Ole Tiger. Radio control quarter midget pylon racer model.
Quote: "OLE TIGER, by Don Panek. Q-Midgets are fun for Racing, Sport flying, and Stand-off Scale. Ole Tiger features the House of Balsa wing for quick and true construction.
Having the desire to race and compete is an instinct born in every individual and almost every modeler who has ever watched Formula I or FAI contest. I personally started with an interest in Formula I, but as the years passed by, the event overwhelmed me due to the great amount of time and money re-quired to compete on a near or equal basis.
Recently, the Quarter Midget event has come into its own, and with it a chance for everyone to compete in a racing event without the necessity of de-voting all of his resources to only one phase of this great hobby.
Club contest schedules are now in-cluding the Quarter Midget event across the country and if you're looking for a model capable of competing success-fully, plus a sleek appearance, Ole Tiger is for you.
The design meets all existing rules plus those presented to the AMA contest board, which were outlined at the Toledo (Ohio) Quarter Midget meeting in February. Construction has been simplified by using a unique wing design concept utilizing two fiberglass arrow shafts for both structural strength and as the wing building jig. The credit for this concept goes to Don Dombrowski, owner of the House of Balsa, 2814 E. 56th Way, Long Beach, Calif. 90805, who offers the wing kit, complete with shafts, sheeting, die-cut ribs and formed wire aileron linkage for $11.95.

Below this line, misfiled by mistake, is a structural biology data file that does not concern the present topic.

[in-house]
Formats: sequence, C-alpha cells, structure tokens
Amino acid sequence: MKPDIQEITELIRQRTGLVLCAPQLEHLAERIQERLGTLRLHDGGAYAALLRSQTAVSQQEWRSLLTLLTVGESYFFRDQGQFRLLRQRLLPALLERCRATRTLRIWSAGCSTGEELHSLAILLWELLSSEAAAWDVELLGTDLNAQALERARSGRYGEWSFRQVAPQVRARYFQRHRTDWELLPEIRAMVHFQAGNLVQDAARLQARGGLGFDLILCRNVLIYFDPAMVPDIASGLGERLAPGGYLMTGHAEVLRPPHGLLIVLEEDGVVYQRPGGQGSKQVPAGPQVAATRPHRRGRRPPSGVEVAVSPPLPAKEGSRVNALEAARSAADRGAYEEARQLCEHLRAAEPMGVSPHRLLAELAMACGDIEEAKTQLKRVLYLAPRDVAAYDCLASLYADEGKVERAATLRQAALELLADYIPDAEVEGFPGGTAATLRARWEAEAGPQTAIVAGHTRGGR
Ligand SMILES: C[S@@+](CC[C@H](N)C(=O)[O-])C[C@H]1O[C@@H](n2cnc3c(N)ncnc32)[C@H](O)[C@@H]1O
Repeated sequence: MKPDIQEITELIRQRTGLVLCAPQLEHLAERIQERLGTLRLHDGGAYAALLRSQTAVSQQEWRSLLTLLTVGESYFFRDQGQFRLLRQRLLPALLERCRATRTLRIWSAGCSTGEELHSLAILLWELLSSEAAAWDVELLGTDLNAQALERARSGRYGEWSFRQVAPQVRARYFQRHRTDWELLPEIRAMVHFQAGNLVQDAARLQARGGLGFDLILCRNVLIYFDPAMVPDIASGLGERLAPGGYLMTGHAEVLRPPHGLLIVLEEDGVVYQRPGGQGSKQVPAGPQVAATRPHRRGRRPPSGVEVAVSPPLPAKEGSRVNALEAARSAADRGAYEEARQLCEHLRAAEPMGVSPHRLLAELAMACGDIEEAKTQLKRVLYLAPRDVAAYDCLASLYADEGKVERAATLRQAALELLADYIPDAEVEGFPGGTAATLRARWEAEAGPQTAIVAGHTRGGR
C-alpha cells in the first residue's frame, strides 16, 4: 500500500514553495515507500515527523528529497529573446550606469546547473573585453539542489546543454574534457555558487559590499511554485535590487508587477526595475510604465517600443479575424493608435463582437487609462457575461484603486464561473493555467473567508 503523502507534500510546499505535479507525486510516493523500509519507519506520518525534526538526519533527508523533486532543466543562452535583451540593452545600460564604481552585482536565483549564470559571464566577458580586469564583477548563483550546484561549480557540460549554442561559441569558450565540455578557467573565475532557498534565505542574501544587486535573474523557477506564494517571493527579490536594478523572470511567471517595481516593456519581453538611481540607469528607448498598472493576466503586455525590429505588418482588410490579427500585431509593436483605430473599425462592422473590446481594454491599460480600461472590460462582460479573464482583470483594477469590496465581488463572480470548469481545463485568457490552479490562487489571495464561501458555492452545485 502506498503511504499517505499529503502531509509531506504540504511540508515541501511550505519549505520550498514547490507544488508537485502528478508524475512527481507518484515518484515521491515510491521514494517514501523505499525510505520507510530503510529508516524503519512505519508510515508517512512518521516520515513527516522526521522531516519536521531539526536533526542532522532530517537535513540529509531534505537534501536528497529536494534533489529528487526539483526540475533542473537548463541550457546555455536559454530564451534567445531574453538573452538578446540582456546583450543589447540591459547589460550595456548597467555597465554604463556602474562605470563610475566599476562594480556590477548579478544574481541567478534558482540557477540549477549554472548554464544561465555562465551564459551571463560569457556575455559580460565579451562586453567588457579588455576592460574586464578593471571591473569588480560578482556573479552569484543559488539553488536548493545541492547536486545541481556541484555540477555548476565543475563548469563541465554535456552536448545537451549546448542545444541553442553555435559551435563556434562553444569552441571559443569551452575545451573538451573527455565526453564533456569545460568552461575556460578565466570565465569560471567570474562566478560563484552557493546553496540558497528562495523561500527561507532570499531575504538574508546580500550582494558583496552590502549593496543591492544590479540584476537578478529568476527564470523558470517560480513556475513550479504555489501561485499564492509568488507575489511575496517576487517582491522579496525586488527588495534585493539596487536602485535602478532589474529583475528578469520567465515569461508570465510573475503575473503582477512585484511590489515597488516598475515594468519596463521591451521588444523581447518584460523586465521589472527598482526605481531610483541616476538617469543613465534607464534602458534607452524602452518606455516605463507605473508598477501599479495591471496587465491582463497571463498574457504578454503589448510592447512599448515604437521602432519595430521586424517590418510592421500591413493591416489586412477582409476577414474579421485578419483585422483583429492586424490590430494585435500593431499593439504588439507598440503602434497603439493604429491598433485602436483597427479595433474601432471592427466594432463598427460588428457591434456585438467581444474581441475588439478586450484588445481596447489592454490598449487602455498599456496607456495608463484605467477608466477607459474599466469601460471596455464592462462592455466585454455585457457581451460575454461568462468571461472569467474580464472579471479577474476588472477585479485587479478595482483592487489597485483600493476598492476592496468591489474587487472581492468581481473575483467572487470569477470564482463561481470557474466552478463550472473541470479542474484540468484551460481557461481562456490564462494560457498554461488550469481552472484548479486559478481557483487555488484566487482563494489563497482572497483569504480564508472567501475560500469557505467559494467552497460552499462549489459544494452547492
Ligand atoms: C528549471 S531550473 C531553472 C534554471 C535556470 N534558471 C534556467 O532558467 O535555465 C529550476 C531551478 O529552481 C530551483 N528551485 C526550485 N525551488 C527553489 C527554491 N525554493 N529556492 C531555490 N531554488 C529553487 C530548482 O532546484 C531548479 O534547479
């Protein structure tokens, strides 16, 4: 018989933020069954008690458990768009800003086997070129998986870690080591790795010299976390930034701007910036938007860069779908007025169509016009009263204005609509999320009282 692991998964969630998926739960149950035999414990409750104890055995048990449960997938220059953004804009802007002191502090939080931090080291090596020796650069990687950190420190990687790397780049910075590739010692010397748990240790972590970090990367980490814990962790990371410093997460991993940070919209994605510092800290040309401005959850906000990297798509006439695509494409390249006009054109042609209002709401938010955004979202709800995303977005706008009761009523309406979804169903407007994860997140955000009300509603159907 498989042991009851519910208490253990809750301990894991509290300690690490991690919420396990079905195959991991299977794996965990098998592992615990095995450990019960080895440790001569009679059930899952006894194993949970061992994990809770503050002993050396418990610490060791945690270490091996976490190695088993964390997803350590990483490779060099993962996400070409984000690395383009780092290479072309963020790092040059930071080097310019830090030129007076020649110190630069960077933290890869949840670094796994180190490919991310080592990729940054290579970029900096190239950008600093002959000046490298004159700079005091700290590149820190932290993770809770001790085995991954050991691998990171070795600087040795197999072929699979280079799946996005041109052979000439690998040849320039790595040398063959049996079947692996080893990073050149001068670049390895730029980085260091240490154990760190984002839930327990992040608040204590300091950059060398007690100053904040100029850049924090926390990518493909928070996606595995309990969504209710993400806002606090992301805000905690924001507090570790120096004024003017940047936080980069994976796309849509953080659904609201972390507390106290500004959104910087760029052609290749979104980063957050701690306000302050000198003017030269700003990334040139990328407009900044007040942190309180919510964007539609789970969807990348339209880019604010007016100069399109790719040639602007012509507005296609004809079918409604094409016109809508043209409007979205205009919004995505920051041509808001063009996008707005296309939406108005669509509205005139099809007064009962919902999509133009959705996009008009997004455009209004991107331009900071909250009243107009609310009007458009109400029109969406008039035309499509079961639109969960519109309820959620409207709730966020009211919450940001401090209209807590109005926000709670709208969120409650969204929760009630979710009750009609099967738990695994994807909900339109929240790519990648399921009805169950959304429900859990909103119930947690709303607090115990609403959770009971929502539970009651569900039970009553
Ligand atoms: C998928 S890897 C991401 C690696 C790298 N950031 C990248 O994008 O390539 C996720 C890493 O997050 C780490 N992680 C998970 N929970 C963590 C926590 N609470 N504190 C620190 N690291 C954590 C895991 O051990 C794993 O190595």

Construction. I personally like to cut all parts out prior to beginning a project. Once com-pleted, the fun of assembling begins. The wing ribs are made by stacking nine pieces of 3/32 balsa cut to lengths noted on plans, placing them between a root and tip 1/16 plywood rib template. Drill the two 1/4 dia. holes, bolt the stack together and sand to shape. Repeat for the other side of the wing by reversing the tip and root template. Be sure to mark ribs with a felt tip or ball point pen to denote top and front to avoid confusion during assembly.
Two engine installations are shown, one for the Supertigre 15, and the other for the new K&B 15 rear rotor. If you plan to use the K&B 15, cut the engine mount to the longer configuration and notch out the section noted to clear the rear of the engine case. At this time, drill mounting holes, using plans for proper placement of engine. Sheet metal screws or blind nuts can be used to hold engine in place. The firewall assembly, consisting of bulkheads 1, 2 and 3, is cut out to the shape noted. Epoxy together with the engine mount in place. The mount will align the assembly, but make sure mount is at right angles to firewall surface, to assure a zero thrust line... "
Ole Tiger, American Aircraft Modeler, August 1973.
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Article pages, thanks to RFJ.
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